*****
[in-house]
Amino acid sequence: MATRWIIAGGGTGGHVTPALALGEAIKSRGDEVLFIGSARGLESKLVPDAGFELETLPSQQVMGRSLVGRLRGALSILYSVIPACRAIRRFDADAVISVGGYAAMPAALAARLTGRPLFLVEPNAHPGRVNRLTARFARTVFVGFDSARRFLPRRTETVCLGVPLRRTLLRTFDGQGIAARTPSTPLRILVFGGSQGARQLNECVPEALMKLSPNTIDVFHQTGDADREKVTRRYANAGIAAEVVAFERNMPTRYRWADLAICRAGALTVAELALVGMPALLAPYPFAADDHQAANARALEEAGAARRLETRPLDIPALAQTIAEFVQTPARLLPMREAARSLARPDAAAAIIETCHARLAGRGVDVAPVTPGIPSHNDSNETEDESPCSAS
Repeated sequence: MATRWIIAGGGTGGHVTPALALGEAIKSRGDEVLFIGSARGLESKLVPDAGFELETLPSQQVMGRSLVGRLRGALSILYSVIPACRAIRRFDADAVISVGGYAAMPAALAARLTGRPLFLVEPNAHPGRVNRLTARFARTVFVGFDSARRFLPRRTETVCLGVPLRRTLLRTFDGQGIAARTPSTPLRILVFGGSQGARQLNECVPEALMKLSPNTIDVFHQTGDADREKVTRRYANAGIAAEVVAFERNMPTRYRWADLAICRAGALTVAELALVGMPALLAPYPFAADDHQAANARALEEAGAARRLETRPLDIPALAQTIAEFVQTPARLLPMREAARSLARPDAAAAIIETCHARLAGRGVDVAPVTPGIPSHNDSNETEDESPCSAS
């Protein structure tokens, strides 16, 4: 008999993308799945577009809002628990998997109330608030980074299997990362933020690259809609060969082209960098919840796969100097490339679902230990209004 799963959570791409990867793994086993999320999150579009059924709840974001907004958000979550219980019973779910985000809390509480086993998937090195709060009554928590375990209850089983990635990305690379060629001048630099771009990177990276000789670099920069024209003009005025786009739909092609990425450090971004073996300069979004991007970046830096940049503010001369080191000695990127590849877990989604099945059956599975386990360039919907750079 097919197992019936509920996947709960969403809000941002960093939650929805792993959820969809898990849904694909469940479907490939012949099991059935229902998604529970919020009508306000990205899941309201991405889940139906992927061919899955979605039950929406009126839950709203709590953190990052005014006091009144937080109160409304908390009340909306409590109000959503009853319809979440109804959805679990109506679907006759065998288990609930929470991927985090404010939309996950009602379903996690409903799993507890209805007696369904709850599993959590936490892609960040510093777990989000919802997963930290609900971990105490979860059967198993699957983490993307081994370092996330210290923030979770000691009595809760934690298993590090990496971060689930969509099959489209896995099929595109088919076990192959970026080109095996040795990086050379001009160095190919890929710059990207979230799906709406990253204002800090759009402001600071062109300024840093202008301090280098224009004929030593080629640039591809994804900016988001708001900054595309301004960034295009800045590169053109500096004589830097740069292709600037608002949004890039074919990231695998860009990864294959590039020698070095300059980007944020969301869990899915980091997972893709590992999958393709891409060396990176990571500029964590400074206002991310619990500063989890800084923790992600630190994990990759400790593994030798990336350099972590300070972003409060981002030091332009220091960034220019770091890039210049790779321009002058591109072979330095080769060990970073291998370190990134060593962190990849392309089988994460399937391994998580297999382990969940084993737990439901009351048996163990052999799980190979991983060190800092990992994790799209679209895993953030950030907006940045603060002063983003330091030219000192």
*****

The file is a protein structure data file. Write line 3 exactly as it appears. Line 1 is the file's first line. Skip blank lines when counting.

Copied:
Repeated sequence: MATRWIIAGGGTGGHVTPALALGEAIKSRGDEVLFIGSARGLESKLVPDAGFELETLPSQQVMGRSLVGRLRGALSILYSVIPACRAIRRFDADAVISVGGYAAMPAALAARLTGRPLFLVEPNAHPGRVNRLTARFARTVFVGFDSARRFLPRRTETVCLGVPLRRTLLRTFDGQGIAARTPSTPLRILVFGGSQGARQLNECVPEALMKLSPNTIDVFHQTGDADREKVTRRYANAGIAAEVVAFERNMPTRYRWADLAICRAGALTVAELALVGMPALLAPYPFAADDHQAANARALEEAGAARRLETRPLDIPALAQTIAEFVQTPARLLPMREAARSLARPDAAAAIIETCHARLAGRGVDVAPVTPGIPSHNDSNETEDESPCSAS